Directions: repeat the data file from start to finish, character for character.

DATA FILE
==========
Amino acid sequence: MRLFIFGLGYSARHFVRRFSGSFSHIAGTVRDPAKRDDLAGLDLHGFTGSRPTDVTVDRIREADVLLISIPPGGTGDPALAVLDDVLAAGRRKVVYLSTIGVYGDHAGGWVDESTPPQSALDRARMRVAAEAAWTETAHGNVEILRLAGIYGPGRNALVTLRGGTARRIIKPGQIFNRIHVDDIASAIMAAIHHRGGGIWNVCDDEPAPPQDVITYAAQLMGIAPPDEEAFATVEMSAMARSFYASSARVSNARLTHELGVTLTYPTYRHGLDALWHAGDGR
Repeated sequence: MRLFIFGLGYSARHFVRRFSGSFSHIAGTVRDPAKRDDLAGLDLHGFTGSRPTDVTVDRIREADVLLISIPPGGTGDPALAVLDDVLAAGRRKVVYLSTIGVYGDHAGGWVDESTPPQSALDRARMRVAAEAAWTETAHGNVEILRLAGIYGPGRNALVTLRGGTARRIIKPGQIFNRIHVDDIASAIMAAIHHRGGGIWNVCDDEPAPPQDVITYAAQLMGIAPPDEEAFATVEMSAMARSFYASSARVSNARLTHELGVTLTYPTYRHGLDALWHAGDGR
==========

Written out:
Amino acid sequence: MRLFIFGLGYSARHFVRRFSGSFSHIAGTVRDPAKRDDLAGLDLHGFTGSRPTDVTVDRIREADVLLISIPPGGTGDPALAVLDDVLAAGRRKVVYLSTIGVYGDHAGGWVDESTPPQSALDRARMRVAAEAAWTETAHGNVEILRLAGIYGPGRNALVTLRGGTARRIIKPGQIFNRIHVDDIASAIMAAIHHRGGGIWNVCDDEPAPPQDVITYAAQLMGIAPPDEEAFATVEMSAMARSFYASSARVSNARLTHELGVTLTYPTYRHGLDALWHAGDGR
Repeated sequence: MRLFIFGLGYSARHFVRRFSGSFSHIAGTVRDPAKRDDLAGLDLHGFTGSRPTDVTVDRIREADVLLISIPPGGTGDPALAVLDDVLAAGRRKVVYLSTIGVYGDHAGGWVDESTPPQSALDRARMRVAAEAAWTETAHGNVEILRLAGIYGPGRNALVTLRGGTARRIIKPGQIFNRIHVDDIASAIMAAIHHRGGGIWNVCDDEPAPPQDVITYAAQLMGIAPPDEEAFATVEMSAMARSFYASSARVSNARLTHELGVTLTYPTYRHGLDALWHAGDGR